The Software Economy

(Published in The Express Tribune, May 3, 2010)

Facebook founder Mark Zuckerberg’s net worth crossed over $4 billion at the youthful age of 25. Google founders Larry Page and Sergey Brin who both turned 37 this year come in at $17.5 billion each. Microsoft chairman Bill Gates has prevailed as the richest man for the longest time with a present net worth of $53 billion.

The technology billionaires list has to be one of the most enviable because they all got so very much, so very quick.

Software prevails in every industry from media to entertainment and finance to supply chains but to really understand why software has made so many instant billionaires warrants a deeper look at the economics of software.

Software, by and large is devoid of supply-side economies. The marginal costs of production are practically zero because making even a million copies of Microsoft Windows costs next to nothing.

In fact since it’s so cheap to made additional quantities, the product pricing of software like Microsoft Windows license is not determined by the “cost of production” as is conventional for most products. Rather, the price is deceivingly arbitrary. It’s a dark art very few are privy to even within Microsoft, encompassing profit equilibriums, demand elasticity, predatory pricing, market penetration and so on–but not cost of production.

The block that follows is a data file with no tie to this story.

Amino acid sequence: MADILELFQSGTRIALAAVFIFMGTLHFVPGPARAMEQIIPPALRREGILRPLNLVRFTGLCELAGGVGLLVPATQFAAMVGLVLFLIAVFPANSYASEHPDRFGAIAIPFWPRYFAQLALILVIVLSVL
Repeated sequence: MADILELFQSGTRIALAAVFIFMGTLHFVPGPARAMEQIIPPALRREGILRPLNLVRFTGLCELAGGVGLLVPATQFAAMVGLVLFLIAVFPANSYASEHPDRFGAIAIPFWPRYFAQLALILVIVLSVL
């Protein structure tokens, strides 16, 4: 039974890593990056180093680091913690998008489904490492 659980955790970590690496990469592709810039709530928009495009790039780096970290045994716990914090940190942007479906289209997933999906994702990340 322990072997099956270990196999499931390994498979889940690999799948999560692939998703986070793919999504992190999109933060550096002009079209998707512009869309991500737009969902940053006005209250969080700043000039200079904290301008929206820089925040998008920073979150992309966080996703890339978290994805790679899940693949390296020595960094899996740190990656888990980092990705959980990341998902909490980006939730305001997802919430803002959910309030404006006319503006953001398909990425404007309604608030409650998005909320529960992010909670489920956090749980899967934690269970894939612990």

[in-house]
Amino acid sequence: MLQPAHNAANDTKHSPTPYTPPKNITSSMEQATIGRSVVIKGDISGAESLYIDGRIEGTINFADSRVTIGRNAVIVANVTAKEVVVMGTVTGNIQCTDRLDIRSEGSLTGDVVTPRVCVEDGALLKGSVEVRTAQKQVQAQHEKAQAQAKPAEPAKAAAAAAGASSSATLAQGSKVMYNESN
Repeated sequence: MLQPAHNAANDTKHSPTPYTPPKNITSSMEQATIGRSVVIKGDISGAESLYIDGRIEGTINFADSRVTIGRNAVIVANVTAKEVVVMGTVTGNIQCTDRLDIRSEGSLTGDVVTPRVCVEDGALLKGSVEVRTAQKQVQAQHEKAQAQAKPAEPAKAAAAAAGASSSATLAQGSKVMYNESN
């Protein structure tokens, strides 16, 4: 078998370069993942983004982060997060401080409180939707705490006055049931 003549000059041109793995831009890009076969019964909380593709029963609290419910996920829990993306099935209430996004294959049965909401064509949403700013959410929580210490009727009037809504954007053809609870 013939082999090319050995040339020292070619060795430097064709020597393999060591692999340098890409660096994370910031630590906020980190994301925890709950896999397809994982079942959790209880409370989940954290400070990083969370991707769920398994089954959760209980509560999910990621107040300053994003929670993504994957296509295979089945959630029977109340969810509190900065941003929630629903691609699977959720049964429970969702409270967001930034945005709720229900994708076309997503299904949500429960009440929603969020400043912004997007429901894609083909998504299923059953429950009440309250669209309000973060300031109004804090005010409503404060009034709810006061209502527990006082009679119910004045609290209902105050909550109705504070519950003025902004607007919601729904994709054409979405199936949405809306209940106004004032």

Costs for software distribution are also negligible because it can be downloaded instantly over the Internet. This is what makes software so ubiquitous and it’s the reason why Google spread so much faster than Coca Cola could ever have. The distribution dynamics also means that fixing bugs or updating software can happen automatically.

But it also means rampant piracy because Hollywood blockbusters can be downloaded across the globe within hours of release.

Unlike cars or refrigerators, no raw materials or assembly plant is required for software development. Google and Microsoft both started in a garage while Facebook started in a dorm room by teams no bigger than two people.

Due to these distinct economic advantages, software is undoing centuries of standard practices. Money is being replaced by digital transactions which simply adjust account balances. Accountants and financial advisors are being replaced by do-it-yourself online tax filings and mortgage calculators. The same trend is prevalent through all industries.

India has been one of the biggest benefactor of the software economy, benefiting directly through sales and service revenues and indirectly by improving it’s own business processes and infrastructure.

If two people exchange an apple, they still have one apple each but if they exchange an idea, they end up with two ideas each. Software is essentially just that. It’s an idea that’s soft and digital and grows quickly and effortlessly.